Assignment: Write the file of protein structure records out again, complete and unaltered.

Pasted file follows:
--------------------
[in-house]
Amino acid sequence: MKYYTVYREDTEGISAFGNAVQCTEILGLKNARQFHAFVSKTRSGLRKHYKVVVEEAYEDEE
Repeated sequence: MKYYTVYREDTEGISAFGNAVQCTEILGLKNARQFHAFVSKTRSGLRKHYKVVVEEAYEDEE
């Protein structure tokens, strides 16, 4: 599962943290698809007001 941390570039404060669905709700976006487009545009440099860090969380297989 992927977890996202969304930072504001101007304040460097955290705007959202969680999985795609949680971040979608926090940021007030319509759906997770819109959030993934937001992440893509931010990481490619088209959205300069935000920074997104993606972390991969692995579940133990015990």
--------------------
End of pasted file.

[in-house]
Amino acid sequence: MKYYTVYREDTEGISAFGNAVQCTEILGLKNARQFHAFVSKTRSGLRKHYKVVVEEAYEDEE
Repeated sequence: MKYYTVYREDTEGISAFGNAVQCTEILGLKNARQFHAFVSKTRSGLRKHYKVVVEEAYEDEE
């Protein structure tokens, strides 16, 4: 599962943290698809007001 941390570039404060669905709700976006487009545009440099860090969380297989 992927977890996202969304930072504001101007304040460097955290705007959202969680999985795609949680971040979608926090940021007030319509759906997770819109959030993934937001992440893509931010990481490619088209959205300069935000920074997104993606972390991969692995579940133990015990």